Much Shelist Secures Victory at Trial for Vita Foods Board Members in Shareholder Lawsuit
Shareholder Claims against Prominent Chicago Business Executives Dismissed with Prejudice in Cook County Circuit Court
Chicago-based law firm Much Shelist announced today that it secured a victory after a six-day trial for a group of board members of Vita Foods Products, Inc., (Vita Foods) in a lawsuit originally brought by previous shareholders of the company. The case, which was originally filed and dismissed in the U.S. District Court for the Northern District of Illinois, was re-filed and proceeded to trial in the Circuit Court of Cook County.
Chicago-based Vita Foods, a national seafood and gourmet sauces and condiments distributor, suffered substantial financial losses beginning in the early 2000s. In 2008, board member Howard Bedford presented the Board of Directors with an offer to purchase all remaining shares that he and former CEO/Chairman Stephen Rubin did not own at $0.30 per share in an effort to take the company private. The Board of Directors created a Special Committee comprised of independent board members to evaluate the offer and consider any other offers available in the market. During the evaluation process, Rubin withdrew his participation in the effort to take Vita Foods private, and he and the remaining shareholders sold their shares for $1.05 per share.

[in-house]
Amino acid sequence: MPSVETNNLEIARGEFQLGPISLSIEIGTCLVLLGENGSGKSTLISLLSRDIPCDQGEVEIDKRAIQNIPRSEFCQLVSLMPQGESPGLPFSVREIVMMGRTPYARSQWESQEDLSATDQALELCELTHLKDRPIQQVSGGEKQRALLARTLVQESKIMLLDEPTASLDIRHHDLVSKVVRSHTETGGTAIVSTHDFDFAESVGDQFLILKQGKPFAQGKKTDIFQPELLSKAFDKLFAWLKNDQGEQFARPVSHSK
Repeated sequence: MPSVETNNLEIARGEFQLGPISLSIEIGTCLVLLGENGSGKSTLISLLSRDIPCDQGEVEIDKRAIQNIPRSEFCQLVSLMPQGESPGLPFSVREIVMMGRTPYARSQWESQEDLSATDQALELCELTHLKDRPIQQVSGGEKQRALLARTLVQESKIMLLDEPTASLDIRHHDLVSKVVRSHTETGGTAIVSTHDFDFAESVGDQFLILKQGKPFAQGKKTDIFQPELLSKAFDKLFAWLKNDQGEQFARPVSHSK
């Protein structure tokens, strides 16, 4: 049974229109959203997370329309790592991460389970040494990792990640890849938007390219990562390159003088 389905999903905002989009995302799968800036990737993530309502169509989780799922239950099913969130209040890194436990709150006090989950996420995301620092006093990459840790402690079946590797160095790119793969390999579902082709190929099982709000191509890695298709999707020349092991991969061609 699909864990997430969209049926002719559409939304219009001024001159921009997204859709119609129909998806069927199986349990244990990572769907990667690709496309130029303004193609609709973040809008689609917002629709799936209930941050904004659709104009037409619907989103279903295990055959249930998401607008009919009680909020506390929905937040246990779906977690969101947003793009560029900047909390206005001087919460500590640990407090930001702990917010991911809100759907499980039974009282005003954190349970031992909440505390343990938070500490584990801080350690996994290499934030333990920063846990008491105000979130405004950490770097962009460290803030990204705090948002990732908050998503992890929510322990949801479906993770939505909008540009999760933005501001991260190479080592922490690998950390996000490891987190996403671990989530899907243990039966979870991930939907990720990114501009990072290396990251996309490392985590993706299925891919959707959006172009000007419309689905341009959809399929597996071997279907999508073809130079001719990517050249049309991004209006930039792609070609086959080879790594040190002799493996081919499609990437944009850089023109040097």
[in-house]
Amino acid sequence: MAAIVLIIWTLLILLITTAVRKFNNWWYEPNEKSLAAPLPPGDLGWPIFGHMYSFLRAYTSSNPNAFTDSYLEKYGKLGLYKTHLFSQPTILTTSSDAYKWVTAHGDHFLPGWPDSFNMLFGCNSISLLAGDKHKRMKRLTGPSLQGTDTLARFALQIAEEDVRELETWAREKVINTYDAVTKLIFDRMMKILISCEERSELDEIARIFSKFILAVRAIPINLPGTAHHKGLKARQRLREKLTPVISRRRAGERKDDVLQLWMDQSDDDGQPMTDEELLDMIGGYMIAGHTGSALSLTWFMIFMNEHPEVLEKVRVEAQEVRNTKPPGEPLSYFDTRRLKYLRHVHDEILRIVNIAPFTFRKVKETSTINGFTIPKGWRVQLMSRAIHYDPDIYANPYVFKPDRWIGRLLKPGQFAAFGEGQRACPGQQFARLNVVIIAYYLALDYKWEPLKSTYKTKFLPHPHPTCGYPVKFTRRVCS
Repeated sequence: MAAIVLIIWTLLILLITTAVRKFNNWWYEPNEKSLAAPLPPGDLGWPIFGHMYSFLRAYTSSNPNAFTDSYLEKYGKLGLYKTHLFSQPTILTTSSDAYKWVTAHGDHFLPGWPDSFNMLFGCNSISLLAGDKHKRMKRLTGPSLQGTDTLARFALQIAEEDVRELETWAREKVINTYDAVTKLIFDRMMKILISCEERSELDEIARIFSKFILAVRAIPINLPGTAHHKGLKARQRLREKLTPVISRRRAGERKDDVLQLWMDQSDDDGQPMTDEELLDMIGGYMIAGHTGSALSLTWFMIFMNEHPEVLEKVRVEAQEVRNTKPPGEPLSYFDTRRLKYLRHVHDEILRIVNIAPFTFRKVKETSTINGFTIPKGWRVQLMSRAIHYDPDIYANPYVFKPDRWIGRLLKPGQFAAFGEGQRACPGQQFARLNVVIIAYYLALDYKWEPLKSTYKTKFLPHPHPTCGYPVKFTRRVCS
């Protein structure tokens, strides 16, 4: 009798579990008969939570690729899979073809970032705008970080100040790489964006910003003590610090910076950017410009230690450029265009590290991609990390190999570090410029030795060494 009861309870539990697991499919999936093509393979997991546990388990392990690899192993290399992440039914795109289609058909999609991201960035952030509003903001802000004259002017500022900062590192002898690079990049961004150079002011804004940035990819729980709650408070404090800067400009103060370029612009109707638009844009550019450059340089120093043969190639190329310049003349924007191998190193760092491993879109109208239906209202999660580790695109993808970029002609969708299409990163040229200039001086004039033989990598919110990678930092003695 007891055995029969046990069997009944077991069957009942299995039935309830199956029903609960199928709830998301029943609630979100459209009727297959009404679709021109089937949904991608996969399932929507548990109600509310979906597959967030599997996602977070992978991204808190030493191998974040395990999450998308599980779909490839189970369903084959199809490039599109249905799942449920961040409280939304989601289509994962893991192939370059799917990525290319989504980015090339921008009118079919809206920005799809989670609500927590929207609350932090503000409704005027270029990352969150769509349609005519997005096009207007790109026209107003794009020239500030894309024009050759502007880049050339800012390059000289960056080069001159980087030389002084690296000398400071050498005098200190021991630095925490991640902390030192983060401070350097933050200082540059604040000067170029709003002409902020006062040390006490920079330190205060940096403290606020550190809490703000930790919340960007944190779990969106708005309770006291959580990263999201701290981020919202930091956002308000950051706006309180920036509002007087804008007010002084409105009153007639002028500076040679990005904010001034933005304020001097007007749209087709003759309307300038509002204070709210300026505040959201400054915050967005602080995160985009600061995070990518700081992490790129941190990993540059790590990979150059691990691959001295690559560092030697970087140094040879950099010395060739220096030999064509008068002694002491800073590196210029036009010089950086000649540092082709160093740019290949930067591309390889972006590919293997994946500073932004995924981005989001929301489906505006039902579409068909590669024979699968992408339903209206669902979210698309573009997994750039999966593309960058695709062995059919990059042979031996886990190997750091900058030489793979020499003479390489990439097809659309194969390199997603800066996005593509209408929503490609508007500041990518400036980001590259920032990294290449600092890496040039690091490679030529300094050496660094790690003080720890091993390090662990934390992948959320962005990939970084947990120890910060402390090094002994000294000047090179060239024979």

In the lawsuit, a group of shareholders led by Rubin, charged members of the Vita Foods Board of Directors—Howard E. Bedford, Clifford K. Bolen, David S. Lipson, Edward P. Dolanski, Robert C. Douglas II and David T. Allen—with a breach of their fiduciary duty during the 2009 sale of the company’s shares. In order to have complied with their fiduciary duty, the Board of Directors must have made reasonable efforts to secure the highest price realistically available given the market value of the company at the time.
Ultimately, based on the evidence adduced at trial, Circuit Court Judge Thomas L. Hogan found that all six defendants fulfilled their duties to the shareholders of Vita Foods, and he dismissed all claims against them with prejudice.
“The defendants fulfilled their fiduciary duty in this case,” said Steven P. Blonder, lead counsel for Bedford, et. al., and a principal at Much Shelist. “Not only did these directors ensure an independent analysis of the buyout, they also undertook a reasonable effort to secure the highest possible price for the company at the time. This is a solid victory for a group of distinguished and seasoned business leaders.”